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Epidemiological bridging by injection drug use drives an early HIV epidemic.

Abstract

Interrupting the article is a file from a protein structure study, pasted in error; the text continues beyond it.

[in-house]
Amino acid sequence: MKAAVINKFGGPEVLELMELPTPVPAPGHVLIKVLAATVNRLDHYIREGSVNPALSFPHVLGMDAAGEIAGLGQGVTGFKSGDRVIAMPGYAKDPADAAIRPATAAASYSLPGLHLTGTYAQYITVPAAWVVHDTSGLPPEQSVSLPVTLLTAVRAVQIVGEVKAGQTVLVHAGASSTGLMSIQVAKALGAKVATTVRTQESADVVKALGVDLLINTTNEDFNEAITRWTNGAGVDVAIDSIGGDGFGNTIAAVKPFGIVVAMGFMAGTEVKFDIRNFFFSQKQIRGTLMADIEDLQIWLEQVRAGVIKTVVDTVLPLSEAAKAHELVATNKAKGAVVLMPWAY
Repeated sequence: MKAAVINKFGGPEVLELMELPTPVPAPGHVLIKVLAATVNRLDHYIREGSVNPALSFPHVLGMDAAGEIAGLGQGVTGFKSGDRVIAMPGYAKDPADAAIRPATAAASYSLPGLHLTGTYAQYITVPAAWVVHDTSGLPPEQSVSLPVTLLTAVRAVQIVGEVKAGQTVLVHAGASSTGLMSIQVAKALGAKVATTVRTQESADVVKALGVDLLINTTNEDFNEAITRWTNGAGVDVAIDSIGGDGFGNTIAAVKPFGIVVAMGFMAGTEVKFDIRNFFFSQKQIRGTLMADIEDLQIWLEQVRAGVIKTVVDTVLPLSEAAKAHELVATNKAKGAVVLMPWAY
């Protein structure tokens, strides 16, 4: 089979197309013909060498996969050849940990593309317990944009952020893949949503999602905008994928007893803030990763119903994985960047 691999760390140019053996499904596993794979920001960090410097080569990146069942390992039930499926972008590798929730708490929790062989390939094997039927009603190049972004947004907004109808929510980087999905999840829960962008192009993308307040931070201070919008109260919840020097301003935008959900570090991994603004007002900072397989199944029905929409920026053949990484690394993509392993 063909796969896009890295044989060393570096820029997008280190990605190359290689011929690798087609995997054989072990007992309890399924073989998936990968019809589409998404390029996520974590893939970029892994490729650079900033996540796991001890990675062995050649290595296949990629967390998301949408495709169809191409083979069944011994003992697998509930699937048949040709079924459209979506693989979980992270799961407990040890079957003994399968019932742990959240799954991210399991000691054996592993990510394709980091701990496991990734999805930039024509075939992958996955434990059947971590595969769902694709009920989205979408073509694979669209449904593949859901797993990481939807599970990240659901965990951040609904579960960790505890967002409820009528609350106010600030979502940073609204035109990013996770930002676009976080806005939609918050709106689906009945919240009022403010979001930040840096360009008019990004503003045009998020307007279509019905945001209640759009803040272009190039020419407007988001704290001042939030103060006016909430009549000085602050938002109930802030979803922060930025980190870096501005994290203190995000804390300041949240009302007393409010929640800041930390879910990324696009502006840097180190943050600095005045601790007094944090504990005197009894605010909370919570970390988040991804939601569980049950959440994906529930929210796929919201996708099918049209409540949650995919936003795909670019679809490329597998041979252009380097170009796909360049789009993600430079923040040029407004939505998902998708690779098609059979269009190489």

The risk of acquiring sexually transmitted infections (STIs) depends on individual behavior and the network of risky partnerships in which an individual participates. STI epidemics often spread rapidly and primarily among individuals central to transmission networks; and thus they often defy the mass-action principle since incidence is not proportional to the infectious fraction of the population. Here, we estimate the contact network structure for an Atlanta, Georgia community with heterogeneous sexual and drug-related risk behaviors and build a detailed transmission model for HIV through this population. We show that accurate estimation of epidemic incidence requires careful measurement and inclusion of diverse factors including concurrency (having multiple partners), the duration of partnerships, serosorting (preference for partners with matching disease state), and heterogeneity in the number and kinds of partners. In the focal population, we find that injection drug users (IDUs) do not directly cause many secondary infections; yet they bridge the heterosexual and men-who-have-sex-with-men (MSM) populations and are thereby indirectly responsible for extensive transmission.

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